So Gabriella, the first area that I would look into his personal finance courses. Okay, so this is, to me the bedrock of your survival skill base. And the reason why I say that the reason why I believe so firmly in that is because truly, you will engage with money for the rest of your life, guaranteed, alright, there will never be a point where you don't engage with it. You know, you may not engage with art history, or Shakespearean literature, or trigonometry, or even political science. But as long as you live, and I hope you live a very long and fruitful life until you're 125 years old, you're going to engage with money, either by earning it, owning it, saving it, spending it or investing it. And generally the way it works is that it only gets more complicated as you get older. So you should really get a foundation for how to manage your assets right now, while you're young. To prepare for life's inevitable curveballs. You know, the older you get, the more likely your debts and your expenses are going to go up either by choice like starting a family or buying a home or investing in your business, or by force like higher medical bills, insurance rates or inflation. So what that often usually means is that you might end up with more things for you to manage as you get older at the same time that your earned income is actually going down as you head into retirement. Okay, so just keep that in mind get a grasp on personal finance. Now when your life is actually the simplest it's probably ever going to be so that you can maybe better handle a potential shitstorm that will occur in 15 years when you've got kids and you've added on the mortgage and medical bills. and business expenses and a diverse investment portfolio. I mean, at that point, it's hard to keep track of what's what and where's where. So just keep that on the backburner simmering a little bit, you know, it's only likely going to get more complex as you get older in regards to managing your assets and your finances. Okay, so it's better to have a foundation now. And on the subject of retirement, which I would assume is probably the farthest thing from your mind right now, which is probably rightfully so I wasn't too different. Just remember that you're going to need to proactively fund that yourself to sort of accommodate for your, your non working years, or as I like to call it your unemployed years, which retirement is basically unemployment, right. So if you plan on retiring at 65, and you live until 95, you have to account for 30 years of unemployment, that's what retirement is. So it's really important that you develop some sort of financial literacy to plan for these inevitabilities along with all the other aspects of managing money. So if there are any courses that you can take, to help you understand how money works, and how to manage it, it would be the very first thing that I would look for.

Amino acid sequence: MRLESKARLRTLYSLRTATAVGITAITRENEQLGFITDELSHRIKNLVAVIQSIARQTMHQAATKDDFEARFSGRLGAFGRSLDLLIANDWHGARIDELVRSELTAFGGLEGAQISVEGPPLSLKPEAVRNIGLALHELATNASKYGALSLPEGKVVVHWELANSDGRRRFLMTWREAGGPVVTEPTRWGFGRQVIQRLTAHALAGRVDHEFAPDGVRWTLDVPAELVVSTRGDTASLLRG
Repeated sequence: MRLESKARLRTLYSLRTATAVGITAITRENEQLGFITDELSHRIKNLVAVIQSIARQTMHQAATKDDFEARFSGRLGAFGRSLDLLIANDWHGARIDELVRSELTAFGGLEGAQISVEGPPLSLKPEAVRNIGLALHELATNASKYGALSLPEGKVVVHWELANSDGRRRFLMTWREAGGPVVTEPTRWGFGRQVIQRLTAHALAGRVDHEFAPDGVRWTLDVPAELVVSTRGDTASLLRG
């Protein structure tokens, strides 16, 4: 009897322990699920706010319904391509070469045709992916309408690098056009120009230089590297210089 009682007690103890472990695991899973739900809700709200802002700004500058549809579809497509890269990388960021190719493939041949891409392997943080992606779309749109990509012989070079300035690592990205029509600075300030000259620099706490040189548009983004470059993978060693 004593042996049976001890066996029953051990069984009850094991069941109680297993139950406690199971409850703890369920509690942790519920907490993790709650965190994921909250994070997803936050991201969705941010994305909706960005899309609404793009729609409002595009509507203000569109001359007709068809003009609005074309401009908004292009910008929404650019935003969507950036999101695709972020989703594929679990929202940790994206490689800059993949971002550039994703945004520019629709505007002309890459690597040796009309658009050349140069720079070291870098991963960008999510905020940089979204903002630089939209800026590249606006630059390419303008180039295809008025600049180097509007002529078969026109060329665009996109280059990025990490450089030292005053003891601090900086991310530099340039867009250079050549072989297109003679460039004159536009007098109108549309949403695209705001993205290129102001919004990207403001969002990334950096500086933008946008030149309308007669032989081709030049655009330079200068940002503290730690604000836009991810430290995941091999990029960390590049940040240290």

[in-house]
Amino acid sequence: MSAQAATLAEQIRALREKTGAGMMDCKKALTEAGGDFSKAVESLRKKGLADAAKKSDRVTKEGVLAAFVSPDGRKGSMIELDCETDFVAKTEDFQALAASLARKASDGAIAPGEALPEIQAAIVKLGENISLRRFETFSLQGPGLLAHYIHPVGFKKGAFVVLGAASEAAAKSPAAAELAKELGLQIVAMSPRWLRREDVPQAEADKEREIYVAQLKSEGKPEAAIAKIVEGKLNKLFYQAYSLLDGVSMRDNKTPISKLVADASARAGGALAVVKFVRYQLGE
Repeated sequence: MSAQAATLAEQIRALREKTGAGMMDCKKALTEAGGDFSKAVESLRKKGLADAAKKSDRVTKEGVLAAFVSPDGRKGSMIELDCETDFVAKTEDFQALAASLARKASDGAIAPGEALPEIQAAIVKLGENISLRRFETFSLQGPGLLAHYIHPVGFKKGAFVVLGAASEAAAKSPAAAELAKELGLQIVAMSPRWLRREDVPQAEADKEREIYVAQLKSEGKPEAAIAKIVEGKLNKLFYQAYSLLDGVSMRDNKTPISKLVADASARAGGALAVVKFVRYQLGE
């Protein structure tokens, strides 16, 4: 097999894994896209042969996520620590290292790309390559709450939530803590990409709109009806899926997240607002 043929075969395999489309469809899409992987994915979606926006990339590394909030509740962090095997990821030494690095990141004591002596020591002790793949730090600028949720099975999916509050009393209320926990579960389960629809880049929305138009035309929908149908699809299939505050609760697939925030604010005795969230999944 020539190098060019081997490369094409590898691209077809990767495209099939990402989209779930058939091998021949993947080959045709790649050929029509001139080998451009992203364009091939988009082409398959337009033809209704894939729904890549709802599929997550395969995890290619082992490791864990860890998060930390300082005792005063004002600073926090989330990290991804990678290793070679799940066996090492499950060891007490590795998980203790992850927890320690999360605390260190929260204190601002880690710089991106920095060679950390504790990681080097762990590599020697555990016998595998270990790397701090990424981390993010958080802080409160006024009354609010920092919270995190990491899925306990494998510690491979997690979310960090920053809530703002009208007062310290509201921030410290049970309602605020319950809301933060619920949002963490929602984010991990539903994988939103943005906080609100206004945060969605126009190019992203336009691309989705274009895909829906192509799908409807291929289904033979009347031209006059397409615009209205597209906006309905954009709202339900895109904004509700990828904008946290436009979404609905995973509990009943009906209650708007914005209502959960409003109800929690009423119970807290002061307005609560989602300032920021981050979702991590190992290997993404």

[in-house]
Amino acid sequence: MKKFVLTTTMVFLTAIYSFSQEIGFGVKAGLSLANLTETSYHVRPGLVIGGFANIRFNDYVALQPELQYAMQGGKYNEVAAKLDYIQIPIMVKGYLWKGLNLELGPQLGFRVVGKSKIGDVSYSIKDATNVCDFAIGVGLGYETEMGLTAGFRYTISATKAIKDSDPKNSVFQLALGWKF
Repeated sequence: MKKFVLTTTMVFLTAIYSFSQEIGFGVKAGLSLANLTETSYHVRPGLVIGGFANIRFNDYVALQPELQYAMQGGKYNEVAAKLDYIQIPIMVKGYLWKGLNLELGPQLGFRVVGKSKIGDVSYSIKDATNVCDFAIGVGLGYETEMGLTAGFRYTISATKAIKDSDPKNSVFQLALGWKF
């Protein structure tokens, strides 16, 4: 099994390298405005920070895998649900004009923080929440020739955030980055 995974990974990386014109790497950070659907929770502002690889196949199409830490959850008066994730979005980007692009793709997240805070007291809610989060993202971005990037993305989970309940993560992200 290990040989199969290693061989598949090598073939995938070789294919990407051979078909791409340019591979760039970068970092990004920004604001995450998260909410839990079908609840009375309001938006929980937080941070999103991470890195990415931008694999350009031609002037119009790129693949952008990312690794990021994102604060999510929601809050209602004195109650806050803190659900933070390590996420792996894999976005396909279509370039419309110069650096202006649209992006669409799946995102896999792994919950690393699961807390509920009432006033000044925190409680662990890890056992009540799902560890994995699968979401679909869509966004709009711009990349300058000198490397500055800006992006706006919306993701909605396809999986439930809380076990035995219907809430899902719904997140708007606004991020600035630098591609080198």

The second course I would look for is any form of entrepreneurship class that deals with self employment and small business finances and taxation. So I'm not saying that you have to major in any of this, but I would strongly suggest seeking out classes that can give you some form of insight into how to run your business. I know it's not that sexy, but you know, you're going to have these questions eventually, you know, how do you fill out a schedule C? What is the schedule C? You know, what deductions? Can you take advantage of? How do you calculate quarterly estimates? How do you pay yourself a salary as an LLC? And even just generically, what are the key differences between employment and self employment, and similar to personal finance, and how, as mentioned that it gets more complicated as you get older, so does professional finance because you're going to separate your personal income from your professional income. So while you're in school, get familiar with the kind of macro sense of what self employment entails. And once you understand a lot of the conceptual ideas behind the Why do you do this? Why do you do that, you will invariably learn the more micro details of how to do this and how to do that. And truth be told, even if you spend the next 20 years or 30 years of your life right out of college working a full time job for somebody else, having some foundation of self employment literacy is going to ultimately less than the fear of you starting your own business, if you ever choose to down the road. Because I don't want you facing a situation where one day you have the opportunity to start a business or pursue a new venture as an entrepreneur only for you to be terrified that you don't have any of the skills or the know how to do so. And therefore you never take the chance.